As for platforming games, Sonic has been quiet over the past few years. In 2019 came Team Sonic Racing, another kart racer but this time focussed purely on Sonic characters. It employed a similar team dynamic that Sonic Heroes did – which did once again mean several pointless characters – but it was a good kart racer in its own right – so much so that it is right up there with the very best kart racers of all-time.
New games are on the horizon though; a remaster of Sonic Colours which was previously only available on the Nintendo DS and Wii, an as yet unofficially titled new Sonic game – though reports are suggesting Sonic Rangers – and of course, a new compilation. This time around the collection will be called Sonic Origins and will focus on some of the earliest titles in the franchise. Confirmed titles include Sonic the Hedgehog 1-3 & Knuckles, and Sonic CD. I’m also quietly hoping for Dr. Robotnik’s Mean Bean Machine.
It goes without saying though that whatever else is included in this latest compilation, the first title I will play will be Sonic the Hedgehog 2 regardless. Every time I play it in the years that have passed I am taken back to those childhood memories: the muscle memory that kicks in every time I start Emerald Hill Zone, reaching Hill Top Zone for the very first time after struggling for months with the Casino Night boss, the oil slides and octopuses in Oil Ocean, the local multiplayer mode that was anything but bolted on, and so much more. The one memory that sticks out more than most is discovering that Metropolis Zone had three acts; I still feel cheated to this day when I first discovered this. Running low on lives after being decimated by the wall-crawling starfish, I hobbled along through Act 2, preserving as many rings and lives for the inevitable boss. Only it wasn’t where I expected it to be. I may have only been a child at the time, but I am pretty sure this was the moment I uttered my first swear word, such was the anger I felt when I first learned about Act 3.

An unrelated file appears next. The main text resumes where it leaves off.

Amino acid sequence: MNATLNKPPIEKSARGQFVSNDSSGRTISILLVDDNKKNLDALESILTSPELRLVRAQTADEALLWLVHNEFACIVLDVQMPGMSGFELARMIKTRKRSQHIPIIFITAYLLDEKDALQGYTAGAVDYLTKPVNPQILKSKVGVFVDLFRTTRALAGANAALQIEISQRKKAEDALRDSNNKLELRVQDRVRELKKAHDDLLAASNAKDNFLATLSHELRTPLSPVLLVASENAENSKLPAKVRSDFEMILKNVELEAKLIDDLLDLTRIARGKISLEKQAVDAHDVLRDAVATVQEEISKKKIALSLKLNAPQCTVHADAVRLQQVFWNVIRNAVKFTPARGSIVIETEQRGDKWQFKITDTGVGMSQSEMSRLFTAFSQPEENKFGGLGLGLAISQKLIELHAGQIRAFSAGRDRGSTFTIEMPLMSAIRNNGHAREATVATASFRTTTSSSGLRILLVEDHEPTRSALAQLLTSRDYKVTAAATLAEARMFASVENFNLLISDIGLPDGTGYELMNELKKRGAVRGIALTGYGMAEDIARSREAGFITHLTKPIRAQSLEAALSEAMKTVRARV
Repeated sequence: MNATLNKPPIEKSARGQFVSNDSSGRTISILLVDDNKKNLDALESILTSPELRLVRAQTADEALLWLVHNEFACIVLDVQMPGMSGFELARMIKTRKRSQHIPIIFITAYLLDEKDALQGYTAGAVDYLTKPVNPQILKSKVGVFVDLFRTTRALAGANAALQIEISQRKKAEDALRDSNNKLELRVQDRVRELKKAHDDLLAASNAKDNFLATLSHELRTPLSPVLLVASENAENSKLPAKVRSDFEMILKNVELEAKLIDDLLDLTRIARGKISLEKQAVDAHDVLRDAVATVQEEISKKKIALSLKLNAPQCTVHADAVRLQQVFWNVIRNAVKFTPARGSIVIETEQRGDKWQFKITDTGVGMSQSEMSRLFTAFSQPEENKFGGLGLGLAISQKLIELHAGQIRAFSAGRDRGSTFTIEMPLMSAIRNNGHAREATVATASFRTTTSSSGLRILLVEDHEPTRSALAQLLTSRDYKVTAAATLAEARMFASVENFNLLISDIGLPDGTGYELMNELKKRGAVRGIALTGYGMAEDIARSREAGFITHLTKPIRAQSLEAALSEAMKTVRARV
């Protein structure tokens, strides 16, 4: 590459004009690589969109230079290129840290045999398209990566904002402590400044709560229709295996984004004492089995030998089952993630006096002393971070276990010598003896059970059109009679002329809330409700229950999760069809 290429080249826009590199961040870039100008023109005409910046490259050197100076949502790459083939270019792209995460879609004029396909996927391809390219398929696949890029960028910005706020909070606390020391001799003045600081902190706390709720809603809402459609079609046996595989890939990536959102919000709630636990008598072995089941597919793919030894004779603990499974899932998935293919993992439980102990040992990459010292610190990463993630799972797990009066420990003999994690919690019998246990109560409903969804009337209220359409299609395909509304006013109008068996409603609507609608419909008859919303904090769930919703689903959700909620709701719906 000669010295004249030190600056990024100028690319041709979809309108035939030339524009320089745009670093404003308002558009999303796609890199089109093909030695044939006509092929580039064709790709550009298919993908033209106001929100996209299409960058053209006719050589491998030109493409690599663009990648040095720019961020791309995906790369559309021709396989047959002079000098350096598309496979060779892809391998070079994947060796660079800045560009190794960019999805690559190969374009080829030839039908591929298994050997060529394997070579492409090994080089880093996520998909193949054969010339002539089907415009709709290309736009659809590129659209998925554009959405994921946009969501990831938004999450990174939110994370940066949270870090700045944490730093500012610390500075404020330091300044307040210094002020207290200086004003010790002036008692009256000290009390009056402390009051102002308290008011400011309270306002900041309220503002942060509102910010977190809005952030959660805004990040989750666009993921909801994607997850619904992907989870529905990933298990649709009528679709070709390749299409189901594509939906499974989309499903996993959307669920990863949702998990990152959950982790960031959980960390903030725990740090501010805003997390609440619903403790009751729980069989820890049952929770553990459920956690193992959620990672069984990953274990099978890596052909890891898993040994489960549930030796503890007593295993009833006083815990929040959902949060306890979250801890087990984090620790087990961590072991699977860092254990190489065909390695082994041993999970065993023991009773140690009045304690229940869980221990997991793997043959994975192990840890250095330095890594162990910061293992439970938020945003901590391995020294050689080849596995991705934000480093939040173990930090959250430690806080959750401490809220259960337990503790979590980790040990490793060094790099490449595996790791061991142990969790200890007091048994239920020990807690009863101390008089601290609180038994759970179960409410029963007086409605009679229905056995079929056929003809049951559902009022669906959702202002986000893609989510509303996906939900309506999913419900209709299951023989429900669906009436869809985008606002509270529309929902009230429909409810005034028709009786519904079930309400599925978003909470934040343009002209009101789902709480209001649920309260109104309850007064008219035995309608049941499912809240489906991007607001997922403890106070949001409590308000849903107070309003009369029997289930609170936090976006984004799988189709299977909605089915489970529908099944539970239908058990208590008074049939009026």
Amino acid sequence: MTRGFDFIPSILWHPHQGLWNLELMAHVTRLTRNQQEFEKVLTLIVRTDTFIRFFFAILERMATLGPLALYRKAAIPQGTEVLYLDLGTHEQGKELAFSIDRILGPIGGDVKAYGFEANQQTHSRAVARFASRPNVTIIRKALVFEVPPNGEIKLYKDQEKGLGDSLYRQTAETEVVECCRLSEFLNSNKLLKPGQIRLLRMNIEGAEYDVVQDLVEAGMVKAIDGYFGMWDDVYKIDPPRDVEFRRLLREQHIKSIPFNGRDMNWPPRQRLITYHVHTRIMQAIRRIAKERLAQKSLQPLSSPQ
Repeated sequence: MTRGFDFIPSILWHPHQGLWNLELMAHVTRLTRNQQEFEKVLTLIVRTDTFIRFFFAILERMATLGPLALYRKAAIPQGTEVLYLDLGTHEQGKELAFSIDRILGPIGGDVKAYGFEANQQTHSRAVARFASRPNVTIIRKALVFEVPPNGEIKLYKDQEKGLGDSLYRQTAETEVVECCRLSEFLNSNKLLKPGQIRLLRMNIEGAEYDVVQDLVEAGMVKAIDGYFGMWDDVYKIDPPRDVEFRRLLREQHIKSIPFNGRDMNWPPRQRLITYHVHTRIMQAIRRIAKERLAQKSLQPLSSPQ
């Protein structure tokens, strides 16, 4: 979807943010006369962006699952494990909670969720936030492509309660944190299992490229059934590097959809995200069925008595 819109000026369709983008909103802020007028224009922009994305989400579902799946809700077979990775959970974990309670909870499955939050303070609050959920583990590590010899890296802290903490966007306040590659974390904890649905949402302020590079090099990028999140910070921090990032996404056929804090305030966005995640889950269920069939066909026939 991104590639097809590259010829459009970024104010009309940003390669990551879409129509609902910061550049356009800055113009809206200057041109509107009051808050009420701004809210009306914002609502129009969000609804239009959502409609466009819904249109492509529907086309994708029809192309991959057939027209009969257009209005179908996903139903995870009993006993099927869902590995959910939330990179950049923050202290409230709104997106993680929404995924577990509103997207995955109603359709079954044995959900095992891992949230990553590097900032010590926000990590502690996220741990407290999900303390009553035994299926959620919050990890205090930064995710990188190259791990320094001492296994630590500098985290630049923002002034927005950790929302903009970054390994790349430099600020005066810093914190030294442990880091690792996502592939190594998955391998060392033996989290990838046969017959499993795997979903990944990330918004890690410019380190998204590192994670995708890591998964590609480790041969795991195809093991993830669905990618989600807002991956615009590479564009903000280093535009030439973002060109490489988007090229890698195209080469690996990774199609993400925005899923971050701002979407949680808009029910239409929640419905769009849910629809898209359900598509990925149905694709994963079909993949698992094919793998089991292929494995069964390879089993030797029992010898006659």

Few games can really stand the test of time, but it is these initial Sonic titles that have helped cement the hedgehog’s legacy in the annals of gaming for 30 years, and for hopefully a lot longer. His path to 30 years old may not be as squeaky clean as other franchises, but perhaps this chequered history works in SEGA’s favour. When Sonic games aren’t as well-received for a couple of years, chuck out another compilation and remind fans that Sonic games once were very good.
That’s me being maybe a tad too cynical, but I feel an affiliation with Sonic as a gaming mascot more than the likes of Super Mario, Crash Bandicoot or even Master Chief. The SEGA Mega Drive II was my first real console, and Sonic the Hedgehog 2 still holds a very special place in my heart. I’ve enjoyed many Sonic titles that have been released since, whilst disliking almost an equal amount. But – and I speak for many others here as well – it is a series and a franchise I will never turn my back on. I was there in the cinema to watch the live-action film, I’ve read a fair amount of the comics, and I own several of the different compilations. I’m a Sonic fan; not quite since 1991, but definitely since Christmas Day 1994.
So, cheers to Sonic, Tails, Knuckles, Eggman/Robotnik and the rest of the crew for providing so many memories over the past 30 years. Whatever you have in store for us next, I and many others will be excited and intrigued to see what it is.
Feel free to leave us a comment with your memories of the blue hedgehog.